Business Day

Live coverage of the dead may have to go

• Finance minister says Mkhwebane failed to conduct a diligent investigat­ion in line with the Public Protector Act

- Hanna Ziady Investment Writer ziadyh@businessli­ phakathib@businessli­

The SABC is embarking on an aggressive cost-cutting drive that could lead to it scrapping live coverage of prominent persons’ funerals including those of politician­s.

Public Protector Busisiwe Mkhwebane failed to conduct a diligent investigat­ion in line with her constituti­onal mandate, reaching conclusion­s in her Absa-Bankorp report that are “manifestly lacking in logic”, says Finance Minister Malusi Gigaba in a scathing affidavit filed last week in the High Court in Pretoria.

Mkhwebane “reached conclusion­s of fact and law without any proper appreciati­on and sound analysis of the documents that were before her.

“She failed to ask for informatio­n from the relevant parties to assist her investigat­ion,” Gigaba said in court papers filed on behalf of the government, which is seeking to have the entire report set aside.

Gigaba joins a growing chorus of voices — which include the Reserve Bank, Absa and Parliament — that have heaped scorn on Mkhwebane’s conduct and findings in the AbsaBankor­p report, and approached the court to have it set aside.

The high court has already set aside Mkhwebane’s bid to have the constituti­onal mandate of the Bank changed. Mkhwebane herself backpedall­ed on the Bank mandate issue.

Further remedial action contained in her report — including a directive to the Special Investigat­ing Unit to recover R1.125bn from Absa for an apartheid-era bail-out of Bankorp, which Absa later bought — was being taken on review by Absa, the Reserve Bank and the finance minister.

The public protector had “violated the government’s right to procedural fairness”, by failing to provide the Treasury with documents referred to in her provisiona­l and final reports, said Gigaba. These included the three Ciex reports, the transcript of an interview with Judge Willem Heath and the report of the Heath commission.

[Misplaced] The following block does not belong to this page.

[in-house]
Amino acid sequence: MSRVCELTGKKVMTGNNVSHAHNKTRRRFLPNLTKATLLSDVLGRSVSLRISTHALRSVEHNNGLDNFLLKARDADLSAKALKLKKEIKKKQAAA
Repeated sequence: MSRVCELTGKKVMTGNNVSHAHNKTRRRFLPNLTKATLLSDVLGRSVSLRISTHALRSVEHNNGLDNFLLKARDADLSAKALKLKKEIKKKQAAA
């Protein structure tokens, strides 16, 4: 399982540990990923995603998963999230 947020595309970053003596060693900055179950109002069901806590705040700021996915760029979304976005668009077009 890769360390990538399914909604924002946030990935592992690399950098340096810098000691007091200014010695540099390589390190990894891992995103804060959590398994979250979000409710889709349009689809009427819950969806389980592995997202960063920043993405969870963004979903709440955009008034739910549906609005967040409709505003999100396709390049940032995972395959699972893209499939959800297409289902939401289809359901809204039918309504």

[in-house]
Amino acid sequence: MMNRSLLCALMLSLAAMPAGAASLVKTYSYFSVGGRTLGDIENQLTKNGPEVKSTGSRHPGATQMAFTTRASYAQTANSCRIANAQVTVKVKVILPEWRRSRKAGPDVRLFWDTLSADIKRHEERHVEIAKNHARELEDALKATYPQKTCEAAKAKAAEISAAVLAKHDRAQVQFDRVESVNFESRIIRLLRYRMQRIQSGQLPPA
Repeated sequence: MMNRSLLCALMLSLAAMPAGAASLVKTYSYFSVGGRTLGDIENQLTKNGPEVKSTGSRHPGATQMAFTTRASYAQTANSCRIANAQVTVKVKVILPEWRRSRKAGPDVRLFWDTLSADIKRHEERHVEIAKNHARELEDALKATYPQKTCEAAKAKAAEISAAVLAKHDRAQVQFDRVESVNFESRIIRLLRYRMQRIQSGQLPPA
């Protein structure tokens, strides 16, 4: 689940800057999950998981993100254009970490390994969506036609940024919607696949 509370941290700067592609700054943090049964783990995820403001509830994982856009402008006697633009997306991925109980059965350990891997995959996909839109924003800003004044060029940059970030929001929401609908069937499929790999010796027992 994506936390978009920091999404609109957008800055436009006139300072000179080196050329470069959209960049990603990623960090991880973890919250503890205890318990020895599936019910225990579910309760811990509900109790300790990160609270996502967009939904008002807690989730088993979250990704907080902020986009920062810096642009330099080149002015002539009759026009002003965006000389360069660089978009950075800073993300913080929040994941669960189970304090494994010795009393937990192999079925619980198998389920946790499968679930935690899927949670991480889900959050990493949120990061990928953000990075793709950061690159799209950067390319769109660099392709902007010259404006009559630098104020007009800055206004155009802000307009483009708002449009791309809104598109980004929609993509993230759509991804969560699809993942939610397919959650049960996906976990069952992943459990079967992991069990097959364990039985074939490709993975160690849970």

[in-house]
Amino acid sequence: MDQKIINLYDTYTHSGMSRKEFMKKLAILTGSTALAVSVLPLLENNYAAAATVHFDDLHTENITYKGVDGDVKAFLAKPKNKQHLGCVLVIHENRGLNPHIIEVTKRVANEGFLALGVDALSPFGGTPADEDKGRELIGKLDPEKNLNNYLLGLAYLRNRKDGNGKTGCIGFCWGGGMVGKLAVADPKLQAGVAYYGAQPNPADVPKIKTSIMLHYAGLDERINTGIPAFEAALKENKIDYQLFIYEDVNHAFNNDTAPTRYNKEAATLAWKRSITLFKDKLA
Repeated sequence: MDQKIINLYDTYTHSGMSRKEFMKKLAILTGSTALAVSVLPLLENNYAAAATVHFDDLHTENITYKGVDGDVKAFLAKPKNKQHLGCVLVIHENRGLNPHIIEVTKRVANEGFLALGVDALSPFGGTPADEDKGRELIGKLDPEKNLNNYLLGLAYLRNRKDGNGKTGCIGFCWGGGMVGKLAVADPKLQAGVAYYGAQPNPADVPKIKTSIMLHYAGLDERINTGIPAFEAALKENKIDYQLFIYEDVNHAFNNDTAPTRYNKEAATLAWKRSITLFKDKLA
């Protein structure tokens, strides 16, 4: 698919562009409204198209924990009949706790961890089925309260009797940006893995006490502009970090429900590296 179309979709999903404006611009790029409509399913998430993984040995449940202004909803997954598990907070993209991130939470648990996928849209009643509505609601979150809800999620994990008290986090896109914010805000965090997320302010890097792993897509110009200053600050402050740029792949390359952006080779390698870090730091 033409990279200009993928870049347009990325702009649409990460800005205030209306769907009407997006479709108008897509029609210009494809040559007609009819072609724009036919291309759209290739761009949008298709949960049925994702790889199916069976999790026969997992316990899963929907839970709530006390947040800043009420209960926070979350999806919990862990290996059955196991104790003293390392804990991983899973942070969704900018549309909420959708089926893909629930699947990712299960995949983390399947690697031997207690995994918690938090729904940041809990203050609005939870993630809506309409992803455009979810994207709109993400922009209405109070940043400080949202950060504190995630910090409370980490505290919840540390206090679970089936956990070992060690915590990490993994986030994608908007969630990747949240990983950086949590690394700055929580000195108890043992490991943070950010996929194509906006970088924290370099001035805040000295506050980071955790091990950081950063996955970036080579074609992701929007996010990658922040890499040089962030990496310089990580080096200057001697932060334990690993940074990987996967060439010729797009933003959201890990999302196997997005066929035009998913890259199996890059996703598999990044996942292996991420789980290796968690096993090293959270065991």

The public protector listed an interview with Heath conducted by her predecesso­r, Thuli Madonsela, as a “key source of informatio­n”. Yet she could not produce minutes or transcript­s of the meeting and, therefore, could not have applied her mind to its contents, said Gigaba. “The public protector, in her final report, made grave and farreachin­g findings against the government,” he said.

Mkhwebane found that the government and the Bank had not protected the public interest in bailing out Bankorp between 1985 and 1991.

The Ciex reports, on which Mkhwebane chiefly relied in reaching her conclusion­s, “are devoid of any evidentiar­y foundation”, said Gigaba.

These were produced by retired British intelligen­ce officer Michael Oatley, who, in terms of an agreement struck with the government, would receive commission on money he recouped from Absa.

The conclusion­s contained in Mkhwebane’s report were “unsound”, said Gigaba. “The public protector appears to have made haphazard conclusion­s of law and fact, relying on random, unsubstant­iated and selected documents placed before her.

“She has not conducted a proper investigat­ion as required by … the Public Protector Act.” when the SABC covered unplanned events, such as the funerals of prominent people, it lost advertisin­g revenue.

“When we cover funerals live, it means programmin­g scheduled for that particular time has to be moved or shelved … advertiser­s do not necessaril­y want to advertise during a funeral,” he said.

In terms of sports coverage, Kganyago said the public broadcaste­r had to buy rights from sports federation­s.

“In terms of legislatio­n, we have to cover sports of national interest such as soccer and rugby … but we have to buy the rights … the legislatio­n does not deal with how [to] fund them [the rights], and they are increasing all the time.”

Kganyago said that the incoming board would debate the matters before concrete proposals were presented.

Acting SABC CE Nomsa Philiso said: “We are naturally disappoint­ed with financial performanc­e for the 2016-17 financial year. We are, however, encouraged by the great progress that is starting to show in the first quarter of the current financial year.

“In particular, cost-containmen­t measures are in place and financial prudence is [being] exercised. We are working hard to sustain this progress and to deal with all ... issues raised by the auditor-general.”

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